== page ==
You’re ready to make progress with your retirement planning. As part of your employee benefits package, you know your employer will match a portion of the contributions you make to their retirement vehicle. But your employer is offering a 403b plan rather than the 401K plan you were expecting. What is the difference? What is a 403b plan, exactly? We have the answers.

The basics

Generally offered to employees nonprofit organizations, as well as some types of hospital organizations and educational institutions, 403(b) programs, are tax-sheltered annuity (TSA) plans that are similar to a 401(k). The type of plan you are part of depends on what your employer is offering based on their organizational structure. It isn’t generally possible for you to choose your plan. However, participants in both types of savings vehicles will have a range of investment options with a variety of risk levels.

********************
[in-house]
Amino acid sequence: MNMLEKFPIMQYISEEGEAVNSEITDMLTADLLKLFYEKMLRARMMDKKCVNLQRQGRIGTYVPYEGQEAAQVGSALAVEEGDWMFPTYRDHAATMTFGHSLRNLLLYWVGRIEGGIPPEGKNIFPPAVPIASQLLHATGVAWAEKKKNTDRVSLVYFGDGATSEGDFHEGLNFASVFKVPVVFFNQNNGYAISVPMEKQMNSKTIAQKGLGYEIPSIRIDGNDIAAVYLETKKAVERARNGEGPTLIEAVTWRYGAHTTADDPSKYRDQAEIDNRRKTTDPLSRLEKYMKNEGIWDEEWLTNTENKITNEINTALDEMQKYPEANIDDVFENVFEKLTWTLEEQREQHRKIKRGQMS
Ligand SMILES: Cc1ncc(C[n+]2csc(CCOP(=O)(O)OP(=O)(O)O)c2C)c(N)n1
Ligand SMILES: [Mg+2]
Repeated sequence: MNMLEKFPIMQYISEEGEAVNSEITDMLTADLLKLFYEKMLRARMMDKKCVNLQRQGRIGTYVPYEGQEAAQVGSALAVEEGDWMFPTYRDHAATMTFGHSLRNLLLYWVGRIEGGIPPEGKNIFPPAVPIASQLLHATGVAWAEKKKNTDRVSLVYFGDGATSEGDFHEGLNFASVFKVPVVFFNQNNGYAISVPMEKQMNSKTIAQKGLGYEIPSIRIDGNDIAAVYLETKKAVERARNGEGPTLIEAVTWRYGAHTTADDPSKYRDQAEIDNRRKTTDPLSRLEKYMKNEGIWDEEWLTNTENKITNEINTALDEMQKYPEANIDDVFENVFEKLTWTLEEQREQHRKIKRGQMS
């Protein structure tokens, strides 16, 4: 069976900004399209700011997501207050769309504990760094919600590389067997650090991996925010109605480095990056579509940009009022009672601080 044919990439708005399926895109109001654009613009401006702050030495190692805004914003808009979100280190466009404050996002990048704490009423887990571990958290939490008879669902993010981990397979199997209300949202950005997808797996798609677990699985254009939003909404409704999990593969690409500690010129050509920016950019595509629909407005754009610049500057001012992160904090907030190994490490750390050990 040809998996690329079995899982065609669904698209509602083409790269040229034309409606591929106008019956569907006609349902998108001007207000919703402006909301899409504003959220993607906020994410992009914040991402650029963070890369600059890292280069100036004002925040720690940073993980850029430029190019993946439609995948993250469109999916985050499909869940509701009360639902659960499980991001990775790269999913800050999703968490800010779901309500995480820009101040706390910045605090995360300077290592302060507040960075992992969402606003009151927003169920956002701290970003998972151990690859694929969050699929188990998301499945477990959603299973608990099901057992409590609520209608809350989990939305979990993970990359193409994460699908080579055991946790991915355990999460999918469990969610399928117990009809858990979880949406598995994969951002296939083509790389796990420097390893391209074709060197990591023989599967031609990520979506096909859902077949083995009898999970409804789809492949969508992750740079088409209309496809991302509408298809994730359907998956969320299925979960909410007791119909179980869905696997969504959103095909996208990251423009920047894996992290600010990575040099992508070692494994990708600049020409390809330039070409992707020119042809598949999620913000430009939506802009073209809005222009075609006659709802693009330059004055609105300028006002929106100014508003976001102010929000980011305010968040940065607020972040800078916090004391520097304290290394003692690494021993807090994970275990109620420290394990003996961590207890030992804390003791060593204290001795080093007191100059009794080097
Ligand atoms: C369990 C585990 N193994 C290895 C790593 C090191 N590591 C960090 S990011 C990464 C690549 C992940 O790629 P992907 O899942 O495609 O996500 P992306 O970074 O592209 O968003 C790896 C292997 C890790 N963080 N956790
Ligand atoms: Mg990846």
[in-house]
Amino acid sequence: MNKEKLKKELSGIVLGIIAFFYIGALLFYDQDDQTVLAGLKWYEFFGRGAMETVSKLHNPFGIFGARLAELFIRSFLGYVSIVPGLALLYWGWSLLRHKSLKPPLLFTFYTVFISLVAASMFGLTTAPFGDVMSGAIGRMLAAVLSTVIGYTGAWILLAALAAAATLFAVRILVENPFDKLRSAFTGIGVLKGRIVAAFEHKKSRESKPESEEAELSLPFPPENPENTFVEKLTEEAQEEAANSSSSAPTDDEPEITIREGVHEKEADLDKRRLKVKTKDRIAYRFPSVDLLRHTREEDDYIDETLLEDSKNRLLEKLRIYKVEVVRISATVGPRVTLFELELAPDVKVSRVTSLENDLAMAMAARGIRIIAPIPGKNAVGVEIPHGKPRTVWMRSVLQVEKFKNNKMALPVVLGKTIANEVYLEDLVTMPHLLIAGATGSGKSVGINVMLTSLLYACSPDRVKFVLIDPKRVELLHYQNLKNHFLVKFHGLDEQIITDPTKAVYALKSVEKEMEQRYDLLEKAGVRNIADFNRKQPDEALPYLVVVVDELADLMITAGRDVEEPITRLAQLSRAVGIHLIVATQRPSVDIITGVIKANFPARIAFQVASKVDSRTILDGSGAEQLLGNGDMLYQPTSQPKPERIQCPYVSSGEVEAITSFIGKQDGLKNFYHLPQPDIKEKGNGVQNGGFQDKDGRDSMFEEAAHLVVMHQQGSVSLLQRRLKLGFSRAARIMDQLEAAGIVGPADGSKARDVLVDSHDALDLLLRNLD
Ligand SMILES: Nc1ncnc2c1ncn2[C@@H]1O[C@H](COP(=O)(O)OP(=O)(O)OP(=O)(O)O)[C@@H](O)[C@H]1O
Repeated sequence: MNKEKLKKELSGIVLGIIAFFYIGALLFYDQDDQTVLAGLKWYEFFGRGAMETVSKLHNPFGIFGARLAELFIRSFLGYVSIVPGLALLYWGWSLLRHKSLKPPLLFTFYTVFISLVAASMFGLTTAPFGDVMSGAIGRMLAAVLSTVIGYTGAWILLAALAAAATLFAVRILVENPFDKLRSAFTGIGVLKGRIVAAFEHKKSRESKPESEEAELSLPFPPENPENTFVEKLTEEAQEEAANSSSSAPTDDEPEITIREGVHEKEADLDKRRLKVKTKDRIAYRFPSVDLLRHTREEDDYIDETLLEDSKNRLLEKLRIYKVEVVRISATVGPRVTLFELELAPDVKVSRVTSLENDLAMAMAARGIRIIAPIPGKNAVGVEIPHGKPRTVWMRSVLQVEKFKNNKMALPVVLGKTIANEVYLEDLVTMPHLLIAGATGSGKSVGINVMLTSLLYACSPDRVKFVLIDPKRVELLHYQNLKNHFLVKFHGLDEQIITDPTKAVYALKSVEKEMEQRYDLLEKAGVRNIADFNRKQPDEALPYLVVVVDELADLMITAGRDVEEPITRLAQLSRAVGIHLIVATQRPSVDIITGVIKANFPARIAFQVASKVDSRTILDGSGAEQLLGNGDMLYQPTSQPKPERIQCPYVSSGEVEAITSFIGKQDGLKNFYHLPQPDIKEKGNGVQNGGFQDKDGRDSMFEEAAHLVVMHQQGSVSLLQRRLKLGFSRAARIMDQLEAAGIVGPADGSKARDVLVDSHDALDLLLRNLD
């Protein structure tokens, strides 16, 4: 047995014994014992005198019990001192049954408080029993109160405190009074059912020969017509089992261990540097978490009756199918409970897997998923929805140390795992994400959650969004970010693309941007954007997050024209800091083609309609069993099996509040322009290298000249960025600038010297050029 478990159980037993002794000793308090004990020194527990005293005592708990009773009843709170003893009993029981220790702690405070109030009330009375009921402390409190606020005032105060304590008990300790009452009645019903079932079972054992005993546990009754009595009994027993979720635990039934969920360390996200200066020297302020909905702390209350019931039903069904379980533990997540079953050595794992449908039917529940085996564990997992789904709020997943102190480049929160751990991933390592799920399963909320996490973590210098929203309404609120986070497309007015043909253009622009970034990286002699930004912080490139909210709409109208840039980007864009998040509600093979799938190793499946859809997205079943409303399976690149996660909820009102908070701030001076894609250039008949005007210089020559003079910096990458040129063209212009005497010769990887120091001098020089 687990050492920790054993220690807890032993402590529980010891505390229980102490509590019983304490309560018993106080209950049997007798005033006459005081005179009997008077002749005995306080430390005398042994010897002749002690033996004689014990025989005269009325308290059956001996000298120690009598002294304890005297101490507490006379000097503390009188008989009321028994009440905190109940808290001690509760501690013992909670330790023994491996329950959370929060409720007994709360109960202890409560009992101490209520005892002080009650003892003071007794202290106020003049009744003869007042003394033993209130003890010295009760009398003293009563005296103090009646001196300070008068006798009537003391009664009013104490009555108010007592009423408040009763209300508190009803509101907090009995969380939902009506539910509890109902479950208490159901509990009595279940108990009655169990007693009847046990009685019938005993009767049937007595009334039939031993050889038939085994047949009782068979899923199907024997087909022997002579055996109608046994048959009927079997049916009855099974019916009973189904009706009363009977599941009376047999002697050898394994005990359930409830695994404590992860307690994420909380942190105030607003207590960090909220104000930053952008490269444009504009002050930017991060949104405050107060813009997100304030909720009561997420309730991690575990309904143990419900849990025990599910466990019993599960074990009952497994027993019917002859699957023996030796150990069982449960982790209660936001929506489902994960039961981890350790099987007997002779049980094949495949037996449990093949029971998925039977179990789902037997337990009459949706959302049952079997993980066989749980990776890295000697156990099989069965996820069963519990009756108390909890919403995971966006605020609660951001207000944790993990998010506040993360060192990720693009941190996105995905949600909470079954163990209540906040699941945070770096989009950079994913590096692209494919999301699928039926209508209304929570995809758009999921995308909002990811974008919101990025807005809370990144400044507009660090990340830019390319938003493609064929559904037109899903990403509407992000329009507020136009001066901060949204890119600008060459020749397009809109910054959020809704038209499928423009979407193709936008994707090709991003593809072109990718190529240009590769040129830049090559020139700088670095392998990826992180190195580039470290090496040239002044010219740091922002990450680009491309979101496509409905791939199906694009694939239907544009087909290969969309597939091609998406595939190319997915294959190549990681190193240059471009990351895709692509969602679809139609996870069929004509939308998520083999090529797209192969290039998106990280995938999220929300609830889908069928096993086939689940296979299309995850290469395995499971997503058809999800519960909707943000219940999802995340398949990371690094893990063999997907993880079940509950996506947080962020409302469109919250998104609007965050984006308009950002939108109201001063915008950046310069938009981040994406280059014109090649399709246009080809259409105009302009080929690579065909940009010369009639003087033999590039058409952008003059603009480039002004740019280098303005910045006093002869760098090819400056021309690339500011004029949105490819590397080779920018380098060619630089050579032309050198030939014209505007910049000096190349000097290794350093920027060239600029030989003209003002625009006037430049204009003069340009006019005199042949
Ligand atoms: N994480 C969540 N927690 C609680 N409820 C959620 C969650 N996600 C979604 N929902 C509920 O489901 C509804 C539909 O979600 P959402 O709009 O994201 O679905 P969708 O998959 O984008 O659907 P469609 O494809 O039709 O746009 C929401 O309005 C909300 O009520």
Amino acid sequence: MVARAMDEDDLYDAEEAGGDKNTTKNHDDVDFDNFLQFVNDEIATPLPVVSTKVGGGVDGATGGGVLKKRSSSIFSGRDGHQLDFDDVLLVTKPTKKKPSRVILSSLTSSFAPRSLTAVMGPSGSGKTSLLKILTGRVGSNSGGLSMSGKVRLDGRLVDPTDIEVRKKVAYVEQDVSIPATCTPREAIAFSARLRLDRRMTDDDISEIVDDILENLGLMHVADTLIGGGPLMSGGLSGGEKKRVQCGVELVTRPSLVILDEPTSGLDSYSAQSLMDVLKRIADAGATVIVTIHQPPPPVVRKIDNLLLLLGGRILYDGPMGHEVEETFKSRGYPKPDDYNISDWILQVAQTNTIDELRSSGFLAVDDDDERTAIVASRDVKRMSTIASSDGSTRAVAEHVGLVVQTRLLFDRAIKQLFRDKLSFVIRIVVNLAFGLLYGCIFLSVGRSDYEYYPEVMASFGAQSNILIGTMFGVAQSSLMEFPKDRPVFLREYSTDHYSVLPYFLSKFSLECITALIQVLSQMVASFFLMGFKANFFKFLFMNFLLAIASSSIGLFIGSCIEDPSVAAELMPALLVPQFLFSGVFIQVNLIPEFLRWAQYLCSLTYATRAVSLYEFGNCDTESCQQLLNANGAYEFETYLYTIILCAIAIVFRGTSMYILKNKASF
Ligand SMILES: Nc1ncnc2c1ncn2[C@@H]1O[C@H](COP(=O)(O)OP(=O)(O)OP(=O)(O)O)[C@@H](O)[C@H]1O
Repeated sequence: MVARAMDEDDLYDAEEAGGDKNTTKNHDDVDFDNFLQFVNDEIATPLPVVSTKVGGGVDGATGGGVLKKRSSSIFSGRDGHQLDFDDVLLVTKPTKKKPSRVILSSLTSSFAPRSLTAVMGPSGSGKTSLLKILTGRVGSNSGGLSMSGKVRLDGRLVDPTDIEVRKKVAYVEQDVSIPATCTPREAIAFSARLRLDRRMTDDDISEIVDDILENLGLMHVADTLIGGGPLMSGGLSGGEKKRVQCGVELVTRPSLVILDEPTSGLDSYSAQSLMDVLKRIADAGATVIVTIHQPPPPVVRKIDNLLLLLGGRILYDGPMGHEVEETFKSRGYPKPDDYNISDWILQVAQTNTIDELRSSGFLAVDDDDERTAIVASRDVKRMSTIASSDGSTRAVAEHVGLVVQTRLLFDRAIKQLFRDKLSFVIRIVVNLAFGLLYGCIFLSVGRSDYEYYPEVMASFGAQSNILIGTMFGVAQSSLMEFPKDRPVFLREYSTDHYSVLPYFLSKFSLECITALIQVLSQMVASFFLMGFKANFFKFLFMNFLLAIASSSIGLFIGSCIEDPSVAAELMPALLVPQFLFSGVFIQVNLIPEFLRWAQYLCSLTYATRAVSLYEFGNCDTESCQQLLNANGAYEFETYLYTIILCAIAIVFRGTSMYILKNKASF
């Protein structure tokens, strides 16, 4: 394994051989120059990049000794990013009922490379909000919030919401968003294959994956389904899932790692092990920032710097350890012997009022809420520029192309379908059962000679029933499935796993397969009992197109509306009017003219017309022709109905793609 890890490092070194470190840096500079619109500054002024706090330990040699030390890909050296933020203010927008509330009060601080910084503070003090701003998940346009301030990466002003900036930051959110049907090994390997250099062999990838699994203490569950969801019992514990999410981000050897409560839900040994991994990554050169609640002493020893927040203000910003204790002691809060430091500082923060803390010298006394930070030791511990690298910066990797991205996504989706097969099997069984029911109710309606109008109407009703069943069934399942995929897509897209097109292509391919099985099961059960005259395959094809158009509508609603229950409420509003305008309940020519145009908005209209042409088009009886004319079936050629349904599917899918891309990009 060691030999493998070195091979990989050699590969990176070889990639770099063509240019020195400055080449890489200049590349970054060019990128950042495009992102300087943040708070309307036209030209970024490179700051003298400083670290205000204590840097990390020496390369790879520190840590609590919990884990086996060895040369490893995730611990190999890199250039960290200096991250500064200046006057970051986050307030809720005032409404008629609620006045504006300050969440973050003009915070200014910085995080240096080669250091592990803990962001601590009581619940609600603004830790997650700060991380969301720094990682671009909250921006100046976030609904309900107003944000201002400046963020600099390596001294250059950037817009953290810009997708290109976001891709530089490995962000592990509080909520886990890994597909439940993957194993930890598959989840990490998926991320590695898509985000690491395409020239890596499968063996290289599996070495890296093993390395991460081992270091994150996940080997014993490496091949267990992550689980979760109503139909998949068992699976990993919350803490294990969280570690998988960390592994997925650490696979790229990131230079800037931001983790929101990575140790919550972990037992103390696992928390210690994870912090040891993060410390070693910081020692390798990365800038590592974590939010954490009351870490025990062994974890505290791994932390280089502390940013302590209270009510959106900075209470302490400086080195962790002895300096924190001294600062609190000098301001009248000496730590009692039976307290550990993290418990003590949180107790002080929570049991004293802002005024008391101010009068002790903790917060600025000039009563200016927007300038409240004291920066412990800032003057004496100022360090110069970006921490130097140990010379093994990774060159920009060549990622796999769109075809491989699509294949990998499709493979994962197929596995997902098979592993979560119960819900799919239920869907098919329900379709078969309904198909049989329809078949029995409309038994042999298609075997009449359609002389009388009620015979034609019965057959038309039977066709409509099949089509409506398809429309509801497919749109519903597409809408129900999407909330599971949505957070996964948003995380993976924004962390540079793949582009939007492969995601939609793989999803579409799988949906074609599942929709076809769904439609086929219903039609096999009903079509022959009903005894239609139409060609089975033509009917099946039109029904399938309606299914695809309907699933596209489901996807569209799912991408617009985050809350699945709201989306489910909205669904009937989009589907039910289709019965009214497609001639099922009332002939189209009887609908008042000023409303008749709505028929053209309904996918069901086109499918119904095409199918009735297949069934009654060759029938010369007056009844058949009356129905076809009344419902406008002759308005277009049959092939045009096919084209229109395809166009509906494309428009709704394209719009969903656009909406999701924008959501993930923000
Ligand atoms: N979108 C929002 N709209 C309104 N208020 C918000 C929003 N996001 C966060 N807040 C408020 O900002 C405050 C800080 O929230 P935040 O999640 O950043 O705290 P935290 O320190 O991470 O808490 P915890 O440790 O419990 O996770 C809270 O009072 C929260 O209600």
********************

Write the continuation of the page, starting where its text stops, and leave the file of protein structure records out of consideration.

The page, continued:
How much of your income should you invest in a 403(b)? Most financial planning experts strongly recommend that you invest enough to make the most out of the employer’s match. This match is basically free money and it can go a long way to helping you save for retirement.

Employer transitions

Leaving one job to work for another employer can be a challenging time. There are lots of details to consider as you make the change. It may be reassuring to know that transitioning any retirement funds in a 403(b) plan can be relatively simple.

These funds can be rolled into other accounts similarly to the way that you would transition money from other retirement plans. As with funds in any other account, you may want to talk to an investment professional to understand tax implications for the types of accounts you’ll be moving the funds into. You’ll also want to talk to them about the timing of when you are planning to make an investment change.